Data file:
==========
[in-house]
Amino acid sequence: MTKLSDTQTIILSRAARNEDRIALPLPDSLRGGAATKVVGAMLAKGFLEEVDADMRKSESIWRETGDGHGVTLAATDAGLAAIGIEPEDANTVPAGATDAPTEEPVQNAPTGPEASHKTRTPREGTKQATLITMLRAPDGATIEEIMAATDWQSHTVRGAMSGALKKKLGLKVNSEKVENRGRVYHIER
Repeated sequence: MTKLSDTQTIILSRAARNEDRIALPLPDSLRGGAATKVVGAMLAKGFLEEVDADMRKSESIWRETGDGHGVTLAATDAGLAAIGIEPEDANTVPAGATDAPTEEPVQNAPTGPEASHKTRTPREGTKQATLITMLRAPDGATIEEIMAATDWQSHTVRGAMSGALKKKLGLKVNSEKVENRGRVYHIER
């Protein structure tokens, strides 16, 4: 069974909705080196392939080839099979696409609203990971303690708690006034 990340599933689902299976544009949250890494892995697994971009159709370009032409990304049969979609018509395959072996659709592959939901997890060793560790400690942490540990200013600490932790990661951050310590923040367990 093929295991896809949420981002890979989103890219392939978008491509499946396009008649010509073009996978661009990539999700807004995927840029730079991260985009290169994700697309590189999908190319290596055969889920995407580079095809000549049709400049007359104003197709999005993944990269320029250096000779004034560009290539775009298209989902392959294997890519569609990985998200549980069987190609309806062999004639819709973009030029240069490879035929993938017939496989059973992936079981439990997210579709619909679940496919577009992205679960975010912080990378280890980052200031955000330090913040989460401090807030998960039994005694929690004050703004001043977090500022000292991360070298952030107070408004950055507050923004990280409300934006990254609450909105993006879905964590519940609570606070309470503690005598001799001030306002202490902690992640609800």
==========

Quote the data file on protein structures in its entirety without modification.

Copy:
[in-house]
Amino acid sequence: MTKLSDTQTIILSRAARNEDRIALPLPDSLRGGAATKVVGAMLAKGFLEEVDADMRKSESIWRETGDGHGVTLAATDAGLAAIGIEPEDANTVPAGATDAPTEEPVQNAPTGPEASHKTRTPREGTKQATLITMLRAPDGATIEEIMAATDWQSHTVRGAMSGALKKKLGLKVNSEKVENRGRVYHIER
Repeated sequence: MTKLSDTQTIILSRAARNEDRIALPLPDSLRGGAATKVVGAMLAKGFLEEVDADMRKSESIWRETGDGHGVTLAATDAGLAAIGIEPEDANTVPAGATDAPTEEPVQNAPTGPEASHKTRTPREGTKQATLITMLRAPDGATIEEIMAATDWQSHTVRGAMSGALKKKLGLKVNSEKVENRGRVYHIER
């Protein structure tokens, strides 16, 4: 069974909705080196392939080839099979696409609203990971303690708690006034 990340599933689902299976544009949250890494892995697994971009159709370009032409990304049969979609018509395959072996659709592959939901997890060793560790400690942490540990200013600490932790990661951050310590923040367990 093929295991896809949420981002890979989103890219392939978008491509499946396009008649010509073009996978661009990539999700807004995927840029730079991260985009290169994700697309590189999908190319290596055969889920995407580079095809000549049709400049007359104003197709999005993944990269320029250096000779004034560009290539775009298209989902392959294997890519569609990985998200549980069987190609309806062999004639819709973009030029240069490879035929993938017939496989059973992936079981439990997210579709619909679940496919577009992205679960975010912080990378280890980052200031955000330090913040989460401090807030998960039994005694929690004050703004001043977090500022000292991360070298952030107070408004950055507050923004990280409300934006990254609450909105993006879905964590519940609570606070309470503690005598001799001030306002202490902690992640609800």